How can we harness corporate social innovation to unlock opportunity in your organisation?

Join this online discussion which includes panellists from companies at the cutting edge of social innovation, including Barclays’ Social Innovation Facility and CEMEX’s Patrimonio Hoy initiative.

Live Panel

Tuesday 10th April, 2.30 – 3.30pm UK time / 9.30 - 10.30am ET


  • Daryl Burnaby, Director, Global Health Programmes, GSK
  • Emily Fry, Assistant Vice President, Social Innovation, Barclays
  • Gib Bulloch, Speaker, Writer Facilitator, Intrapreneur in Residence at Business Fights Poverty and Steward, League of Intrapreneurs
  • Katie Hyson, Director of Thought Leadership, Business Fights Poverty
  • Laura Kelly, Head, Business Engagement Hub, UK Department for International Development
  • Maggie De Pree, Co-founder, The League of Intrapreneurs

Moderator: Zahid Torres-Rahman, Founder and CEO, Business Fights Poverty


Corporate social intrapreneurs develop profitable new products, services, or business models that create value for society and their company. But being a social intrapreneur is not easy. The “corporate immune system” tends to fight different or unfamiliar ideas and it can be hard to make a convincing investment case.

Despite the challenges, social innovation is starting to take root where companies have put in place the internal resources, support systems and partnerships that intrapreneurs need to thrive. But this remains unfamiliar territory for many organisations and much more needs to be done to understand what corporate intrapreneurs really need to succeed.

For this reason, Business Fights Poverty has brought together social intrapreneurs from organisations at the forefront of embracing social innovation to share what they are learning about how to enable intrapreneurs to develop and launch their ideas, and to flourish over the long-term.


  1. How do investments in social innovation create value for your business and society? What are some promising examples.
  2. What are some of the challenges for intrapreneurs and how can companies overcome them? What resources, systems and structures need to be put in place to build an intrapreneurial culture and enable social intrapreneurs to flourish?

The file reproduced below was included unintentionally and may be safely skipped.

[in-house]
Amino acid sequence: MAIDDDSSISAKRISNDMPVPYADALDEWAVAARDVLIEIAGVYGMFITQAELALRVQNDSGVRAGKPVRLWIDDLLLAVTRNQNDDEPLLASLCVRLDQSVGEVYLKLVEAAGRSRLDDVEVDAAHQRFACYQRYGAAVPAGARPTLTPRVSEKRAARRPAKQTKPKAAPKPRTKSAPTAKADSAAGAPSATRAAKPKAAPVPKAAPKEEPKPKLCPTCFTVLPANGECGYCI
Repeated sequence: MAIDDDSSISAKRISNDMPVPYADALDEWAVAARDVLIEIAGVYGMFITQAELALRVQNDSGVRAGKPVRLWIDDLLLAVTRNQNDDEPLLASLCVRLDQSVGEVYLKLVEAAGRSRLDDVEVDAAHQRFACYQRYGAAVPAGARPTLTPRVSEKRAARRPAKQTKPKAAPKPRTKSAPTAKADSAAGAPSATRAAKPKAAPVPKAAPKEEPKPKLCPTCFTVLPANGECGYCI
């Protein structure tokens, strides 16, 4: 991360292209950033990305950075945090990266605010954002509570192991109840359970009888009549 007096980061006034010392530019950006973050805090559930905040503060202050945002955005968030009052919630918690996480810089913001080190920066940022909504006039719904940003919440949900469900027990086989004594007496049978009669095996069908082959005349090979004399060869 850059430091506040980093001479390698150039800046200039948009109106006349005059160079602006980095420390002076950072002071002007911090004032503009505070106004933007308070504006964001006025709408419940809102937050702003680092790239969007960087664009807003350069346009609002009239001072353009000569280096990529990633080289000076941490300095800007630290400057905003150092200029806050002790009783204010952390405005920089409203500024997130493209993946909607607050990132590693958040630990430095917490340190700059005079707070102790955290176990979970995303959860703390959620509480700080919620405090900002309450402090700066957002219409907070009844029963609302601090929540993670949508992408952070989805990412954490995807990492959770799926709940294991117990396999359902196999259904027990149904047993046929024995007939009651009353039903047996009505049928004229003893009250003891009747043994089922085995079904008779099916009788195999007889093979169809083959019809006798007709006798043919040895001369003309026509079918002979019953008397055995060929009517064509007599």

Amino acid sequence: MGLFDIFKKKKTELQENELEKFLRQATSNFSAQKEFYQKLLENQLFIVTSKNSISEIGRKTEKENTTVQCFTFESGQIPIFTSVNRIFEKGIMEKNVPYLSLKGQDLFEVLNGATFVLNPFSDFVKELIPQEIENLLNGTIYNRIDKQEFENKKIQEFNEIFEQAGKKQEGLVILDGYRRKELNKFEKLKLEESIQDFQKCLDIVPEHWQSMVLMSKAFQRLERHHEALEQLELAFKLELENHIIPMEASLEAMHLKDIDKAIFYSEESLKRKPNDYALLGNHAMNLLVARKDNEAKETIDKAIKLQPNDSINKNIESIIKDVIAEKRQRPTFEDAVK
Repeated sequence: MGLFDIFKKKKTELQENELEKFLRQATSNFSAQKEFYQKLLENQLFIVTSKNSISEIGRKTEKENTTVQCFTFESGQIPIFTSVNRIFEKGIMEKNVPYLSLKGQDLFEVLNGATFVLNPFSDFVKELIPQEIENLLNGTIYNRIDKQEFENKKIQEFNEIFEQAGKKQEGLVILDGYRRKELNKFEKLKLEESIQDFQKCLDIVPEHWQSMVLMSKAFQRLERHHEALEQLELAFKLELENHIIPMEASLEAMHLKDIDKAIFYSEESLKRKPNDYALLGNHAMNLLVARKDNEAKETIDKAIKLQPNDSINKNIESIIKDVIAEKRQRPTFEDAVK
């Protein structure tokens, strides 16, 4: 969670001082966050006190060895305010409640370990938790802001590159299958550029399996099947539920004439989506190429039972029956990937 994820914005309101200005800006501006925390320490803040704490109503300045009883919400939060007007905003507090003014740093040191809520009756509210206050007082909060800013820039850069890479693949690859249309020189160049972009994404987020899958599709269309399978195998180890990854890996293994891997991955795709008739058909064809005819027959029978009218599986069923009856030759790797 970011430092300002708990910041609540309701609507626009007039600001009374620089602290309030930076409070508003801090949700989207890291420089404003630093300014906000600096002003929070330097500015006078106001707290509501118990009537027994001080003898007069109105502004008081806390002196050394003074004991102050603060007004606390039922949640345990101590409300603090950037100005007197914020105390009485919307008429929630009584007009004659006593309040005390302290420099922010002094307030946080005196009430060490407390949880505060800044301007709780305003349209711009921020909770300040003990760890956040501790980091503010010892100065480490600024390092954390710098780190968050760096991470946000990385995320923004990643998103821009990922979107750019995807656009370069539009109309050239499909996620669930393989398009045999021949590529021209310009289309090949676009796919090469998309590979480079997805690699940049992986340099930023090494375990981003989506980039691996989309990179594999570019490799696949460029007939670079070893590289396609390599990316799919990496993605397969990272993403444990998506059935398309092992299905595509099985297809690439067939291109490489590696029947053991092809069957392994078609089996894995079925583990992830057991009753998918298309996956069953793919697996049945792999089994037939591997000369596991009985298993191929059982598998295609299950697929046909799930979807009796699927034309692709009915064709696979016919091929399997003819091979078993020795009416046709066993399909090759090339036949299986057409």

3. How can external partners / partnerships help build the support system for intrapreneurs?

We’re looking forward to you joining this online discussion, which we will be hosting live from the Skoll World Forum on 10 April!

Hi everyone - I’ll be moderating the live segment of this online discussion on Tuesday 10 April (from 2.30 UK time). This is a written online discussion - there will be no video or audio.

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I’m looking forward to the discussion!

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Hi everyone - we’ll be starting in 15 mins!

Thanks for reminding us.

Hi everyone - welcome to this online discussion. I’d like to start by asking the panellists to introduce themselves.

Hi everyone - I’m Emily Fry, and I work in Social Innovation at Barclays. I’m have worked in London and New York on strategic partnerships and currently manage the day to day of Barclays Social Innovation Facility. Looking forward to our discussion today!

Hi all, Daryl Burnaby, Director Healthworker Programmes, GSK

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And hello from me, I am Katie Hyson, Director for Thought Leadership with Business Fights Poverty. I have been working within multi nationals for the past decade to deliver social and environmental good through core business - on many occasions through people engagement.

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Hello! I’m Maggie De Pree, Co-Founder of The League of Intrapreneurs - a global community for social intrapreneurs driving #changefromwithin our most influential institutions. Great to be here and looking forward to the conversation.

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Let’s start with your first question:

Great questions Zahid! Social Innovation is a way to harness opportunities for growth - at Barclays, this could be anything from creating retail banking products for under-served markets, or helping social entrepreneurs to grow by creating access the right kinds of funding for them. We also see social innovation as a huge opportunity to develop and retain talent within our organisation. Our colleagues, who will be the next generation of leaders, have the opportunity to lead and innovate products and services!